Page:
A new study shows that moderate drinking — one to two drinks per day — helps older and middle-aged adults to live longer than those who abstain from alcohol altogether.
The researchers identified the sweet spot for living longer to be linked to moderation (not surprisingly). Moderate drinkers lowered their risk of death by 49 percent compared to non-drinkers, and by 42 percent over heavy drinkers.
Psychology professor Charles Holahan and his team at the University of Texas in Austin, along with the Stanford University’s Center for Health Care, evaluated 1,824 participants between ages 55 and 65.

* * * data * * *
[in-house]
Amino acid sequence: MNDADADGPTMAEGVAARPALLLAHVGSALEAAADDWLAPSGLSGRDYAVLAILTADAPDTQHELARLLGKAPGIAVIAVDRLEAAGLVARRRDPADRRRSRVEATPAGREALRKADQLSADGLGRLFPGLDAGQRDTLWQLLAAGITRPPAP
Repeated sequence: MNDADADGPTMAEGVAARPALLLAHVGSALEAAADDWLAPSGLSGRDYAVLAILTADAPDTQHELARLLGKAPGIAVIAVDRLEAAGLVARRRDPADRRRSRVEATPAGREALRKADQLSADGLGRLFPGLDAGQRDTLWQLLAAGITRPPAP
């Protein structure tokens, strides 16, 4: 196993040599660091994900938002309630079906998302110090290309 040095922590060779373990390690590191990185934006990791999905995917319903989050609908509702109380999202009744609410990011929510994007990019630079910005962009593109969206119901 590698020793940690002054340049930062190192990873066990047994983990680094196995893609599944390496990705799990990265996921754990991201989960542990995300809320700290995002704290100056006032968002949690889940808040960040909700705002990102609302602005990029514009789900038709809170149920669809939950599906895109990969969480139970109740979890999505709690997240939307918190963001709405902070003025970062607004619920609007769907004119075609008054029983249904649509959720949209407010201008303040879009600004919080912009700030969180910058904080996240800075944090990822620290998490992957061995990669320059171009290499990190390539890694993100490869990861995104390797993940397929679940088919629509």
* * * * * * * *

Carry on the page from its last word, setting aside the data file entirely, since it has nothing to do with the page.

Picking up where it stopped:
The controlled study spanned 20 years and accounted for variables like socioeconomic status, health habits and levels of physical activity among the abstainers and imbibers. Compared to the moderate drinkers, who had been drinking currently or formerly for 20 years, abstainers in the study sample included many former problem drinkers and individuals with more health problems and health risk factors (such as more cigarette smoking) compared to moderate drinkers.
“Older persons drinking alcohol should remember that consuming more than two drinks a day exceeds recommended alcohol consumption guidelines in the United States and is associated with a higher risk of alcohol use problems,” Holahan said.